Identification of the CFTR c.1666A > G mutation in hereditary inclusion body myopathy using next-generation sequencing analysis

Document Type

Journal Article


Frontiers Research Foundation

Place of Publication



School of Medical & Health Sciences


Originally published as: Lu, Y., Da, Y. W., Zhang, Y. B., Li, X. G., Wang, M., Di, L., ... & Lei, L. (2018). Identification of the CFTR c. 1666A> G mutation in hereditary inclusion body myopathy using next-generation sequencing analysis. Frontiers in neuroscience, 12 (May), Article number 329. Original article available here.


Hereditary inclusion body myopathy (HIBM) is a rare autosomal recessive adult onset muscle disease which affects one to three individuals per million worldwide. This disease is autosomal dominant and occurs in adulthood. Our previous study reported a new subtype of HIBM linked to the susceptibility locus at 7q22.1-31.1. The present study is aimed to identify the candidate gene responsible for the phenotype in HIBM pedigree. After multipoint linkage analysis, we performed targeted capture sequencing on 16 members and whole-exome sequencing (WES) on 5 members. Bioinformatics filtering was performed to prioritize the candidate pathogenic gene variants, which were further genotyped by Sanger sequencing. Our results showed that the highest peak of LOD score (4.70) was on chromosome 7q22.1-31.1.We identified 2 and 22 candidates using targeted capture sequencing and WES respectively, only one of which as CFTRc.1666A > G mutation was well cosegregated with the HIBM phenotype. Using transcriptome analysis, we did not detect the differences of CFTR's mRNA expression in the proband compared with healthy members. Due to low incidence of HIBM and there is no other pedigree to assess, mutation was detected in three patients with duchenne muscular dystrophyn (DMD) and five patients with limb-girdle muscular dystrophy (LGMD). And we found that the frequency of mutation detected in DMD and LGMD patients was higher than that of being expected in normal population. We suggested that the CFTRc.1666A > G may be a candidate marker which has strong genetic linkage with the causative gene in the HIBM family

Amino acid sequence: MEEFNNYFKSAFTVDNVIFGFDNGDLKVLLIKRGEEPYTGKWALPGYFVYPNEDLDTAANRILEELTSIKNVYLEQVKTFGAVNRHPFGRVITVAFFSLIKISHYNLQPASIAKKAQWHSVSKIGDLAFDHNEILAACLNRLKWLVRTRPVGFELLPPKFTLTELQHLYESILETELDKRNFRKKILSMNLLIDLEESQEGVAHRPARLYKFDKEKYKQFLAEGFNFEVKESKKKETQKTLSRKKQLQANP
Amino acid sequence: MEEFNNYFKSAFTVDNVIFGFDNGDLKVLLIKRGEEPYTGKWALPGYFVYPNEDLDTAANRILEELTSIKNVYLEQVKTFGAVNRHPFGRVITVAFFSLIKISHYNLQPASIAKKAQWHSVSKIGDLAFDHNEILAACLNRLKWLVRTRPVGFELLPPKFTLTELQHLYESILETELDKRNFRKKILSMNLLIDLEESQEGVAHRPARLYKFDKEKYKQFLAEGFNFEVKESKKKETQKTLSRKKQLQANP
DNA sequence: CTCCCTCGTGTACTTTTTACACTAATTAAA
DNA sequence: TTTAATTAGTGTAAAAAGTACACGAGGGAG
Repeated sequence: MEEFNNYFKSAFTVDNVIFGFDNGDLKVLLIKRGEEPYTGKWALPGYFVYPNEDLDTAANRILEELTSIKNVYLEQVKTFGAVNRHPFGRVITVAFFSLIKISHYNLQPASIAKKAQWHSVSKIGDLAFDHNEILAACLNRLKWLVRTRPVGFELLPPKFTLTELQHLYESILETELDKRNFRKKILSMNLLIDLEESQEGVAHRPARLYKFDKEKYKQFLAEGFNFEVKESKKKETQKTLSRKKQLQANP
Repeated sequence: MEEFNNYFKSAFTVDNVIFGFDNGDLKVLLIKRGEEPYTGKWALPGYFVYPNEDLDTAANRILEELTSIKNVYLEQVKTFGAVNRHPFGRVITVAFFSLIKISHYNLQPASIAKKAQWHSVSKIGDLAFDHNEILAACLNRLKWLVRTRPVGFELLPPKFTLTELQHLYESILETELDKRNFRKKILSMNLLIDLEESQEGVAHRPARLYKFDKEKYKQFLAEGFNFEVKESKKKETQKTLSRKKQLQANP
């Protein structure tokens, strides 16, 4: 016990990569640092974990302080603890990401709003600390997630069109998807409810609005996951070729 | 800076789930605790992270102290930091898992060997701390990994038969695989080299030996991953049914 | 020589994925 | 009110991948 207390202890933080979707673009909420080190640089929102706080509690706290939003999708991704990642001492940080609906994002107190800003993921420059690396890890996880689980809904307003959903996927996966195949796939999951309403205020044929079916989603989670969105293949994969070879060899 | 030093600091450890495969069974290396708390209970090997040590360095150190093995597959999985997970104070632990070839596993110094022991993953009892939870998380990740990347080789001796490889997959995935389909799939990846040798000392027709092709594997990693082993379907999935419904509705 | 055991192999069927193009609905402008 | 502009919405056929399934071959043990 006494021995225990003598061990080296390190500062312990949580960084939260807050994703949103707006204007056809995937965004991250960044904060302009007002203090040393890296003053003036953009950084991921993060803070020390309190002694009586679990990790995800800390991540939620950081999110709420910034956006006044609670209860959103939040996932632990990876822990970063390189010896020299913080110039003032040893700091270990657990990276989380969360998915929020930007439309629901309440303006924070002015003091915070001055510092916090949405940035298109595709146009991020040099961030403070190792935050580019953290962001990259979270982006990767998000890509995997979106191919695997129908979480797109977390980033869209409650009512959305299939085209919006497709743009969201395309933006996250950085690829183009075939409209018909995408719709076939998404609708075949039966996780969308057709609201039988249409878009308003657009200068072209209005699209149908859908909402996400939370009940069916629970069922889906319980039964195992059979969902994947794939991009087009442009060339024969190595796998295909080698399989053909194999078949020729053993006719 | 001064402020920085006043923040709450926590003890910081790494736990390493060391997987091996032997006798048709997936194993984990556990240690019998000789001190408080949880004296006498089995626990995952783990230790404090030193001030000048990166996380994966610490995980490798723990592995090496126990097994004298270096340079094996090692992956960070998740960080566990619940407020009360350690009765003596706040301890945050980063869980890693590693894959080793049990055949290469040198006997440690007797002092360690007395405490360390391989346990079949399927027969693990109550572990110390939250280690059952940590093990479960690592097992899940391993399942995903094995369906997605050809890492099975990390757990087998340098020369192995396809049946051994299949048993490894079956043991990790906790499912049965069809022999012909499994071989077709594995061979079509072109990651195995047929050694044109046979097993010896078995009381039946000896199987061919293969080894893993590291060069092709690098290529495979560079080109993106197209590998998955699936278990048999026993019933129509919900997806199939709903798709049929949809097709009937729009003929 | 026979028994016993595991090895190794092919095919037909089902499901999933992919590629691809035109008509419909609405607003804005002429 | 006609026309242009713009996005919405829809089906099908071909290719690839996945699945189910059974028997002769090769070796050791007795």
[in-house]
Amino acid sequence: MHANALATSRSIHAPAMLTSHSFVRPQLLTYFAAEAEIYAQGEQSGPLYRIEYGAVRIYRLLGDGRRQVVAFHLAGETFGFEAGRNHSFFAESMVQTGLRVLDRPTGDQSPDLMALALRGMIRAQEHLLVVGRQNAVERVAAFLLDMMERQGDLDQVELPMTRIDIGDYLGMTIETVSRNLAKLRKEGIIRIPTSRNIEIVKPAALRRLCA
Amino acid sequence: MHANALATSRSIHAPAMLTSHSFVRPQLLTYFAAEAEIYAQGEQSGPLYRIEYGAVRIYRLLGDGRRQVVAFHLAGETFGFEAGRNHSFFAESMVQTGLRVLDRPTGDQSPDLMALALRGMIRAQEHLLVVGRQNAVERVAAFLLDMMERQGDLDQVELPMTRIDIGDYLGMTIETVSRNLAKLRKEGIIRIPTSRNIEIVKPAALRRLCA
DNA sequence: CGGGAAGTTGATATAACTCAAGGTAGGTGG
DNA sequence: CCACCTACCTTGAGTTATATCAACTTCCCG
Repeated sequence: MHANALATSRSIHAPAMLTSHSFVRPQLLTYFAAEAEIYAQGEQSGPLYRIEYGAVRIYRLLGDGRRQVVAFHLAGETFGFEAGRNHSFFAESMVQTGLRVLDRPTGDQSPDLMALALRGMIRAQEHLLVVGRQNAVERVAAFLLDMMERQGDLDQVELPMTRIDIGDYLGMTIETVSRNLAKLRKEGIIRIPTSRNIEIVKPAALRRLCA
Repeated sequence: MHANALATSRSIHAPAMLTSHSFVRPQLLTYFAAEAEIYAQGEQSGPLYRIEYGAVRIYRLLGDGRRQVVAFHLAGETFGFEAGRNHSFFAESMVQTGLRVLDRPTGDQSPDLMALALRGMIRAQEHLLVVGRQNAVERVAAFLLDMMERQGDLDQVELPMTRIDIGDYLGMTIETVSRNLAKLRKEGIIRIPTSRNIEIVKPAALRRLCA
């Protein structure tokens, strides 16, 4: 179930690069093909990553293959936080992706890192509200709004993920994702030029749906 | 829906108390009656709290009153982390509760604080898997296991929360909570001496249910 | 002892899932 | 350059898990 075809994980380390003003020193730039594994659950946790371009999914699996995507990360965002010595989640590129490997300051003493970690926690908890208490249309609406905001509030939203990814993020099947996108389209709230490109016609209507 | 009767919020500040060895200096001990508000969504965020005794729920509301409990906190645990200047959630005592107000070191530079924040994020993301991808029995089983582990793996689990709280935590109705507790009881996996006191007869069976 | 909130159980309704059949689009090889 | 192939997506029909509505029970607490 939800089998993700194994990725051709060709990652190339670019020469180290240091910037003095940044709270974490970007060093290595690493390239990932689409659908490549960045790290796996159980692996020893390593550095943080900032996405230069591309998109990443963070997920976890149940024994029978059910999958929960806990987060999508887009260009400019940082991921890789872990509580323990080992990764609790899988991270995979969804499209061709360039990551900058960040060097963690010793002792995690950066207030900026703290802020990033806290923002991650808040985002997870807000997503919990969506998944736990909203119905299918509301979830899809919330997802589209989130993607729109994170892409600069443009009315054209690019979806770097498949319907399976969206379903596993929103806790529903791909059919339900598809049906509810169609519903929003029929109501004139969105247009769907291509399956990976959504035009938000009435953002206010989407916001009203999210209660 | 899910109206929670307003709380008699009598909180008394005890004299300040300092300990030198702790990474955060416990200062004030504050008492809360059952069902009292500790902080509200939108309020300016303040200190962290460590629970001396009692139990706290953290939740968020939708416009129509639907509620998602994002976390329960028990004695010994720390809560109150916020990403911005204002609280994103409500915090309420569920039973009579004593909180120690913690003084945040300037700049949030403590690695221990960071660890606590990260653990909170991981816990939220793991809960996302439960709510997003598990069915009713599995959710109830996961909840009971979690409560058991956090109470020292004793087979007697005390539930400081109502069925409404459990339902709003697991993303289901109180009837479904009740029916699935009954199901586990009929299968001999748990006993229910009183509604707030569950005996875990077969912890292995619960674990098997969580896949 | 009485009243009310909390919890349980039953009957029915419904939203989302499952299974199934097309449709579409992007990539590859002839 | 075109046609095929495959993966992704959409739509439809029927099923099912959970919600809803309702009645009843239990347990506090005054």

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This work is licensed under a Creative Commons Attribution 4.0 License.